The mystery surrounding the return of his sight hasn't diminished Vomer's delight. "This is all overwhelming and joyous," says Poirier, 40, describing to correspondent Bob Meadows what it was like to see his family once again—wife Connie, 39, a first-grade teacher, and daughters Alea, 12, and Kara, 9. "I'm going to take it moment by moment."
I lost most of my vision back in October 1990. I was an electrician at a manufacturing plant, when there was a high-voltage explosion: 12,500 volts. A number of wires that were energized touched together, creating a horrific fireball. It knocked me down, hurting my back, neck and arms. I went into shock and was taken to a hospital, treated and released that night.
Everything was blurry right away, and my vision deteriorated further. I was legally blind. I could see shapes, maybe. When my doctor told me he couldn't find any specific reason for my loss of sight, I began to think posttraumatic stress might have played a role. But I still couldn't see.
I don't think "anger" is the right word to describe what I felt. I was frustrated. It was a very difficult time for me. I couldn't see my wife, I couldn't see my children, I couldn't see the world. I had to relearn how to do things. It was difficult walking at first, maintaining my balance. I had to use a cane. It was only after I went back to school in '94 to become a physical therapist's assistant that I started to gain a bit of my confidence. I could hold my head up and say, "I'm not worthless. I can do something with my life."
And then this thing happened. I was at work May 23, when I experienced a severe headache. Then all of a sudden there was this really bright light. At first I thought I was having a heart attack or a stroke. I thought I was dying. Then there was a comforting feeling. The pain went away. And then I looked outside through the window. I thought, "Wow, the chapel!" in a dreamy way. Then I realized that I was actually seeing the chapel!
I turned and ran down nine flights of stairs. I ran to the chapel and I prayed, "Thank you, God, thank you." Then I knocked on the priest's door. I was banging, yelling, "Father, Father, are you in there? I can see, I can see." He came out and I said, "Father, I can see!" I probably said it 100 times, I was so excited.
I walked outside, lay down on my back and watched the clouds. It was beautiful! I looked at the trees. I was overwhelmed. I'd forgotten what things looked like. You learn to see with your heart, but you forget the beauty of the flowers and the trees and of making eye contact when you talk to people.
I called my wife at school and then I called my sister Rhonda. I told her what had happened and that I needed to get home. At some point I saw myself. The last time I'd seen myself, I was 30 and had hair. Now I was 40 and pretty bald. I wondered where the time had gone.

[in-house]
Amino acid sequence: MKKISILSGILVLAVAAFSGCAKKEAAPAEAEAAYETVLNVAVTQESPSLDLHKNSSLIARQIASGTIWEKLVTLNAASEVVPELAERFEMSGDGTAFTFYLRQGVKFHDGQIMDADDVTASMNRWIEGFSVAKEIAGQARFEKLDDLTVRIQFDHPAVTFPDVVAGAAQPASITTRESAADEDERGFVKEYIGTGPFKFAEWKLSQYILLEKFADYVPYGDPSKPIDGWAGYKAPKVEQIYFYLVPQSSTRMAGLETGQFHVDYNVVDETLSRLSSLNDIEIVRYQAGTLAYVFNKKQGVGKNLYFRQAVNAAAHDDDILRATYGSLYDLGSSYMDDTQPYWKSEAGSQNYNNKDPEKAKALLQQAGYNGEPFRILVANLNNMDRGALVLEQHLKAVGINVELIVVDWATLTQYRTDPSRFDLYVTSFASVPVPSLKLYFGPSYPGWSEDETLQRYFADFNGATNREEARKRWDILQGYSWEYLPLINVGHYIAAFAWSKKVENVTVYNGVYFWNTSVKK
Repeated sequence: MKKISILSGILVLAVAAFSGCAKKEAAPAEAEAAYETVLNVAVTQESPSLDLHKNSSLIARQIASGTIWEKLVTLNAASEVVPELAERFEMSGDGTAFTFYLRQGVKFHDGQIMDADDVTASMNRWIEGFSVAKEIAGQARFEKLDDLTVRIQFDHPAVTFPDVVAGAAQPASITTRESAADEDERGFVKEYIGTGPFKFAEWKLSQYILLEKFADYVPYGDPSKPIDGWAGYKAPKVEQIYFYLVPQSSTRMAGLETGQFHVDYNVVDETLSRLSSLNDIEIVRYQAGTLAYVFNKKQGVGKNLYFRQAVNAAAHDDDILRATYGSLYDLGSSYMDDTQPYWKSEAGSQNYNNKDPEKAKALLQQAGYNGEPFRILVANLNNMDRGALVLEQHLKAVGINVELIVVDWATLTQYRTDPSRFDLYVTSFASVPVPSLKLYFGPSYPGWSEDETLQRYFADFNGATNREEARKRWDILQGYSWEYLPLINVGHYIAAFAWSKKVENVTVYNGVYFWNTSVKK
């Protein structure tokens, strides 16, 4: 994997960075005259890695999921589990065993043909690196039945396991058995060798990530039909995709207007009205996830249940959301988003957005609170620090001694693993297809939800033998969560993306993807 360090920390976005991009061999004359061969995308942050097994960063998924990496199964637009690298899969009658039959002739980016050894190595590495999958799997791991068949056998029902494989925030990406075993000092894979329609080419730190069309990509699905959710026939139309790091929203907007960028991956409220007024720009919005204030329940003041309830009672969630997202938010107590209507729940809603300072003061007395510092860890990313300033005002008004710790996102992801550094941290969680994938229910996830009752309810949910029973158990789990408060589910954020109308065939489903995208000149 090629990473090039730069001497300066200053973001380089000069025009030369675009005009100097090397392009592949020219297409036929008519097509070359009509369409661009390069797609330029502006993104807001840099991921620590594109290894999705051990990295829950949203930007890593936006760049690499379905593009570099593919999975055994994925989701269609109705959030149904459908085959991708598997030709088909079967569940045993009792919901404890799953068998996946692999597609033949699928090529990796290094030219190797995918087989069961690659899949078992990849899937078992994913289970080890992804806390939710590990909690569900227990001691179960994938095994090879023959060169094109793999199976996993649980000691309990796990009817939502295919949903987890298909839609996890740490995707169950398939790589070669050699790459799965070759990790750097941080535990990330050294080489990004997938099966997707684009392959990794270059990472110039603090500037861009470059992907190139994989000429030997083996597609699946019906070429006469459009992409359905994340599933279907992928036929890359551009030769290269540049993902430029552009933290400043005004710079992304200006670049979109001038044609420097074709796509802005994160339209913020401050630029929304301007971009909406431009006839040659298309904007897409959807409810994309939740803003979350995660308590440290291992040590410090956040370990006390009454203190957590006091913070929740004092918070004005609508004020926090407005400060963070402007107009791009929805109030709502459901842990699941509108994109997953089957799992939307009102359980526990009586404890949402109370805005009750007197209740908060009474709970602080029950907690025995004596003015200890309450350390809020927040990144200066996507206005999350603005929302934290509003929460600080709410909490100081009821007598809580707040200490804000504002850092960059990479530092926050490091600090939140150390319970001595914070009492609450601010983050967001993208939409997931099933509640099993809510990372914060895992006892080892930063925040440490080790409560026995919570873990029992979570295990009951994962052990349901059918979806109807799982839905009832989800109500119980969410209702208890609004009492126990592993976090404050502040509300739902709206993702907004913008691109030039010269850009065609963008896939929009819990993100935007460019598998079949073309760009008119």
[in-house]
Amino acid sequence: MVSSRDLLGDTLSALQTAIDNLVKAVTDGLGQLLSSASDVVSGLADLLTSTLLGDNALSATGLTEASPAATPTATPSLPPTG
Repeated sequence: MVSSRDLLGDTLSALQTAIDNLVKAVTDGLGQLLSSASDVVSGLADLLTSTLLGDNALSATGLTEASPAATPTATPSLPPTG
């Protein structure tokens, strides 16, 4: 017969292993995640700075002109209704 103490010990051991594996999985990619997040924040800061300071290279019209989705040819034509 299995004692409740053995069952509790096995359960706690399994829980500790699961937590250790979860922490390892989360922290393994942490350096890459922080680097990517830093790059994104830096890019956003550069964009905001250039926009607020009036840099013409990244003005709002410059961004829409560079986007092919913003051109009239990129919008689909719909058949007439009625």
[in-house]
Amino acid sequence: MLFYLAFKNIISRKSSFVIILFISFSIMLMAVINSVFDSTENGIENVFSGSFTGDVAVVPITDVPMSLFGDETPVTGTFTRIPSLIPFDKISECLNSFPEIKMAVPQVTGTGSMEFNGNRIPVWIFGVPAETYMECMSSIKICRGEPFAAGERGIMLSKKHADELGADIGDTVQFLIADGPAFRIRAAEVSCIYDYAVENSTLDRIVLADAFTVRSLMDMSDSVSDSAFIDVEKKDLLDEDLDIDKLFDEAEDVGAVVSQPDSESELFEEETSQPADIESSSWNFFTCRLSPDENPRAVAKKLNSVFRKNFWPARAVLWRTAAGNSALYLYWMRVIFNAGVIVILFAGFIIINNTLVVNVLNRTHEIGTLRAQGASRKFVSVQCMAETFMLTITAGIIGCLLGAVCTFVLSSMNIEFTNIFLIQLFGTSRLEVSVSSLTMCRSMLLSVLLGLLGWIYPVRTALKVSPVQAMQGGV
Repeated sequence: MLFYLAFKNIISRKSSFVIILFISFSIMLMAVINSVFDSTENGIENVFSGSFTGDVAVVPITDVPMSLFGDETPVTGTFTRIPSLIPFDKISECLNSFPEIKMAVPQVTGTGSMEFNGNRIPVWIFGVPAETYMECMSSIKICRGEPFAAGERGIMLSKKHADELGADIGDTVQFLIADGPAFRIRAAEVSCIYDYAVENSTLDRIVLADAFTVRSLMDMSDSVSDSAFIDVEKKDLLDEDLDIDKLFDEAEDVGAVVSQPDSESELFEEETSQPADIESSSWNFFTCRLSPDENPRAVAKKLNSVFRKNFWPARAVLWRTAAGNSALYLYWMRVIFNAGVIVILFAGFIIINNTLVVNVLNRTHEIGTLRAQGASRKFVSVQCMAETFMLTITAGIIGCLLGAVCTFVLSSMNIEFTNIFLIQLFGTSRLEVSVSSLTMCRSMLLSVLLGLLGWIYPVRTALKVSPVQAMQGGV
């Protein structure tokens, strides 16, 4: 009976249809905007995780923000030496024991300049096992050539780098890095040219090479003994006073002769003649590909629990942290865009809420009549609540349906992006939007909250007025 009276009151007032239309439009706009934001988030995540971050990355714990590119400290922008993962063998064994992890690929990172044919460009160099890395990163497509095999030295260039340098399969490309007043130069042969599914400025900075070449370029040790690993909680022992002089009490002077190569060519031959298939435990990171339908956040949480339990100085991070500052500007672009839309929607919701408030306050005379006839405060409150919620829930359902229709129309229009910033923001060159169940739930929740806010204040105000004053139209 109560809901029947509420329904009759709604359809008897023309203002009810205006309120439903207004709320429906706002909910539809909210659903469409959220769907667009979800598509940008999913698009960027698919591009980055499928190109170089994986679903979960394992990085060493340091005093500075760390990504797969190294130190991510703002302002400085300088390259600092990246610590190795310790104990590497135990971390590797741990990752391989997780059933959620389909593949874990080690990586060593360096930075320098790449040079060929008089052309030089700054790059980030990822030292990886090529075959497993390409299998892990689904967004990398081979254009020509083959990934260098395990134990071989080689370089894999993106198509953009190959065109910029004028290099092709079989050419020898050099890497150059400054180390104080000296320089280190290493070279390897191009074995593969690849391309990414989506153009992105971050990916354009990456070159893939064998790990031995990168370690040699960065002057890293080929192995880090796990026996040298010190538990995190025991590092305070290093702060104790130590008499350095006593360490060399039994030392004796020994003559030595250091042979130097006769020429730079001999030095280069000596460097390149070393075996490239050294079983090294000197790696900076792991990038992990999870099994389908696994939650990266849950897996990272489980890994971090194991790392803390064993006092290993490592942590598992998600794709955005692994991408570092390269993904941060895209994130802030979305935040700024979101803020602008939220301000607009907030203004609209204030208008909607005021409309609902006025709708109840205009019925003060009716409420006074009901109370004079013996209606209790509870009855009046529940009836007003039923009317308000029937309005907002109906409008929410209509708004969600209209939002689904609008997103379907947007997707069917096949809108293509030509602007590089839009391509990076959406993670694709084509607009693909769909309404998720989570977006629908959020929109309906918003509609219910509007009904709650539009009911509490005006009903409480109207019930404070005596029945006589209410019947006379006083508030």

After my sister dropped me off at home, I started going through the pictures of family and friends. I couldn't stop crying. Through those years I had played a big part in my wife and my children's lives, but in the pictures I saw what I really missed. I missed the smiles, the colors of the drawings they made me. I missed the beauty in all that.
In the late afternoon I heard my wife's car pull up. I was really nervous. I ran out and I remember looking at Connie and saying, "Oh my, you sure are beautiful!" We shared a few tears. Then we went to the babysitter's. The girls came walking out. They didn't know I could see. They hopped in the car. I turned and was just staring at them. Alea said, "Dad, are you okay?" I said, "I'm very okay. I can see you now." They wanted to test me right away. Kara wrote something on a paper and handed it to me. It said, "I love you, Big Daddy, I love you, Big Mama."
I later called Dr. Redmann, my ophthalmologist, and made an appointment. I could see 20/40. I was 20/20 before the accident. I asked him, "Is this going to leave?" He said, "I don't know. Your vision has returned. I can't explain it. Let's hope that it stays."
So here I am. I've accepted that God has a plan. I don't understand it, I may never understand it. I'm just thankful I've been given this second chance. I'm looking forward to birthdays, to Christmas. Now I look forward to every day. I wake up in the morning and I say, "I can see. It's going to be a good day."
Renay Poirier believes in miracles—and who can blame him? After losing much of his vision nearly a decade ago in an explosion, while working as an electrician, the Eau Claire, Wis., father of two suddenly and inexplicably regained his sight on May 23, while on duty as a physical therapist's assistant at Sacred Heart Hospital. Medical experts are frankly confounded, since there was no apparent physical reason for Vomer's blindness—and there is none now for his recovery. "I've never seen this before, " says Dr. Stanley Chang, chairman of the department of ophthalmology at Columbia University's medical school. "But I guess anything is possible."